Turning non-monetary gold into monetary gold is not a trivial exercise. It demands considerable efforts from both the artisanal miners and the central bank. Before selling their gold to the BCE, artisanal miners must deposit extracted gold ores at local refineries, where the gold will be refined into gold doré bars. The central bank will then buy these gold bars from the miners and stockpile them. When the BCE has sufficient stocks of non-monetary gold, it will seek to send the gold abroad to a refinery accredited by the London Bullion Market Association. Once the gold doré bars are sent, the LBMA-accredited refinery will further upgrade them into London Good Delivery bars.

Deciding when to send the gold abroad comes down to the international gold price at the time. The BCE sells its non-monetary gold to an international refinery when the international gold price is higher than the central bank’s original buying price. This practice can help strengthen the BCE’s balance sheet. Ecuador’s gold reserves are then vaulted at international financial institutions.

The development of the BCE’s gold purchase programme is viewed as “best practice in terms of reserve management”, according to Kurtulus Taskale Diamondopoulos, the World Gold Council’s director of central banks and public policy. At the heart of the programme is the goal to formalise the small-scale gold mining industry, which supports the living of tens of thousands of Ecuadorians. The BCE’s programme helps to reduce the amount of irresponsible mining, where miners could face hazardous exposure to dangerous chemical substances, such as mercury, exploitation by middlemen who pocket a large share of the extracted gold’s value and criminal use of mined gold to launder money.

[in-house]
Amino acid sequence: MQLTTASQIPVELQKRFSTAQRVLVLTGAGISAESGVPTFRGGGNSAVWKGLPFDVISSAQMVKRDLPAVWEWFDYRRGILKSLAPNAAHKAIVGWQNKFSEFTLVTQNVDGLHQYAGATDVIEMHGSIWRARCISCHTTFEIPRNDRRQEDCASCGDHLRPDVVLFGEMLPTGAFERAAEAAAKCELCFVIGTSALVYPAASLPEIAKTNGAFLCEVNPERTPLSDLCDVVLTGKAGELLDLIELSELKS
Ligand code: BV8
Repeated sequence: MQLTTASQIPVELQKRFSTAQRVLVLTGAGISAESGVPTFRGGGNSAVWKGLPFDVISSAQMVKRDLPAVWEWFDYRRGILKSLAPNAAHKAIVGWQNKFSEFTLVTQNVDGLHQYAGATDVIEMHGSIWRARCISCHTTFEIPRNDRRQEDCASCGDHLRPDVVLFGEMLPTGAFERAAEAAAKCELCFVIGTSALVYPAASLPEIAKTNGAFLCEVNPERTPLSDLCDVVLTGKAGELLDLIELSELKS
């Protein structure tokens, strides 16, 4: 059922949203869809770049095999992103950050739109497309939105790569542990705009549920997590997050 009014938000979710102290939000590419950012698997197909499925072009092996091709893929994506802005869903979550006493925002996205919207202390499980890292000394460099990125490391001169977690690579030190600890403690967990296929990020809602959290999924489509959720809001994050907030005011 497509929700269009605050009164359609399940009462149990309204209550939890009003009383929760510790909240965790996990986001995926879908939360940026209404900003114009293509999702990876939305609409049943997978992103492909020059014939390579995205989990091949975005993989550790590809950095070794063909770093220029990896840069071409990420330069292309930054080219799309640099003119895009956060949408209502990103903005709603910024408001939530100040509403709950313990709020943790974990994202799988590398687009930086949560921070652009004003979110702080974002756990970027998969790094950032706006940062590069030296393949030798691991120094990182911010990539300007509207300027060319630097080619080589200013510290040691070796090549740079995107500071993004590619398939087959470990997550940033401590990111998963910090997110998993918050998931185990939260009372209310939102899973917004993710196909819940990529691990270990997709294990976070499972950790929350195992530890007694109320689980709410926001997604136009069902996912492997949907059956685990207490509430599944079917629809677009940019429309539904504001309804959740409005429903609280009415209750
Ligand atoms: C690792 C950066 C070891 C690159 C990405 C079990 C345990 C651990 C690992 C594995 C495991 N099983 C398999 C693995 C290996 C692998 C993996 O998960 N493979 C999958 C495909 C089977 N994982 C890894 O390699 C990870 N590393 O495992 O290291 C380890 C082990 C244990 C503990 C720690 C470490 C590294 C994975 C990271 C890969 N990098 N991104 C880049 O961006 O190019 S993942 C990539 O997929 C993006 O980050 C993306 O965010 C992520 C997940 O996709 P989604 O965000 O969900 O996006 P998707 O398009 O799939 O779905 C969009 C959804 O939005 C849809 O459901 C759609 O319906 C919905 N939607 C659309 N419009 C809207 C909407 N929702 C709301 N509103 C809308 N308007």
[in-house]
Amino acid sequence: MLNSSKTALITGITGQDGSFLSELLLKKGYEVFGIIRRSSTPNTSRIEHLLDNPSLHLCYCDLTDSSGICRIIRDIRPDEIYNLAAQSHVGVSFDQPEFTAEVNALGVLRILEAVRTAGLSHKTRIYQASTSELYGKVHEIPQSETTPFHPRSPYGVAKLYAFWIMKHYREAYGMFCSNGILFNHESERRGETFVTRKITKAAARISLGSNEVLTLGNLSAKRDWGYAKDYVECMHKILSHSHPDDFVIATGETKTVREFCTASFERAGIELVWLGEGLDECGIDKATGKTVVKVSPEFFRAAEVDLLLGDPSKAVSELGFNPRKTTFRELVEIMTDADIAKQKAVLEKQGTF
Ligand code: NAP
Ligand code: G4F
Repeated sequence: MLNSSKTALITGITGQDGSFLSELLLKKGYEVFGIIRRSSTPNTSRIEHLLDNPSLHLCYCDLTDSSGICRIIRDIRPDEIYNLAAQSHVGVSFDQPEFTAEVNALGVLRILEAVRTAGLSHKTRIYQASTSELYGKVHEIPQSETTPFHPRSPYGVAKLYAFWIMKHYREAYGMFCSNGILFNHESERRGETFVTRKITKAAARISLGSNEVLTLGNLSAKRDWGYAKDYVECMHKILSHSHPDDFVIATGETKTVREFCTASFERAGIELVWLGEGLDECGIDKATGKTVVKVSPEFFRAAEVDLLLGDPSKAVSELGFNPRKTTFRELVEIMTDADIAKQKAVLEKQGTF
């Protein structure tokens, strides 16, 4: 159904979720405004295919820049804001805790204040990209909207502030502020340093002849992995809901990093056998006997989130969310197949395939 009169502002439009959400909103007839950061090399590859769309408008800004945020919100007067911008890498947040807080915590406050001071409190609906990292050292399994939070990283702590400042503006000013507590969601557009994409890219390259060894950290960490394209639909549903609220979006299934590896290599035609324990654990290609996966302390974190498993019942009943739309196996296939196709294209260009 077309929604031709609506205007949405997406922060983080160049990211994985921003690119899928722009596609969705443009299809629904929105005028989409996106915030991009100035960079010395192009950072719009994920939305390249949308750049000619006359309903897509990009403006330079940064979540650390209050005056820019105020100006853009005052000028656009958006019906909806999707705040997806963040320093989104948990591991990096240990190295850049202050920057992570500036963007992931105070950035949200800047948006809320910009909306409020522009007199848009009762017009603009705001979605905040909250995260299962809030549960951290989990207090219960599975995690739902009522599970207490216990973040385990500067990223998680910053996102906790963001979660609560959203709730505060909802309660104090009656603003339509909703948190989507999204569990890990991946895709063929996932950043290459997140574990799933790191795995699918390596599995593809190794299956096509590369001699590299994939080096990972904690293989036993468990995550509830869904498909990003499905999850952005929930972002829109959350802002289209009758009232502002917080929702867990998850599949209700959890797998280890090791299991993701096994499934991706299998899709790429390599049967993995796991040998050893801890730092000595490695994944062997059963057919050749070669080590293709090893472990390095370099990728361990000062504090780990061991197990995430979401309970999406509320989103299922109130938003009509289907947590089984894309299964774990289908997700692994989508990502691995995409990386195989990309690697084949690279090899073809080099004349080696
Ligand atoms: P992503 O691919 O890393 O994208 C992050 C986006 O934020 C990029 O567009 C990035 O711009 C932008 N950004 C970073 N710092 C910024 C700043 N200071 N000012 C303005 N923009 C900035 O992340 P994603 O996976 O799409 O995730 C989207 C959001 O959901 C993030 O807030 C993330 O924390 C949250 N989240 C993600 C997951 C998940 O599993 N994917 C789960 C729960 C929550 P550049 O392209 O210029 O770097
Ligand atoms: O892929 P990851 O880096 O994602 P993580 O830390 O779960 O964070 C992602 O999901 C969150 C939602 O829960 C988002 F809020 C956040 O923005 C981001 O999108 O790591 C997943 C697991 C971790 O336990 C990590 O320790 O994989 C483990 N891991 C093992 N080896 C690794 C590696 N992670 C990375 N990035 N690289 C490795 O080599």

To stymie money laundering, the central bank goes through a rigorous due diligence process to review the registered miners’ financial background and watch out for any criminal records. It also conducts site visits to ensure the registered miners are complying with relevant environmental and operational requirements. Last year, the BCE also signed a deal with the ministries of environment and energy and Ecuador’s largest public bank to encourage sustainable mining practices. Under the scheme, small-scale miners complying with green requirements can access better financing conditions.

“We are proud to fulfil our mandate by properly managing a non-traditional central bank program that complies with all local environmental and AML regulations, while promoting the formalization and development of the small-scale mining sector,” Guillermo Avellán, the BCE’s general manager, tells Central Banking.

The BCE is also moving to address some limitations miners have raised about the programme, notably that some have found it difficult to access the BCE’s two gold purchase offices due to the country’s poor infrastructure. The central bank is planning to open a new gold purchase office in Zamora, a major mining city in southeastern Ecuador, and is also seeking to certify its gold purchase programme as a sustainable project.

The Central Banking Awards 2023 were written by Christopher Jeffery, Daniel Hinge, Dan Hardie, Joasia Popowicz, Ben Margulies, Riley Steward, Jimmy Choi and Blake Evans-Pritchard.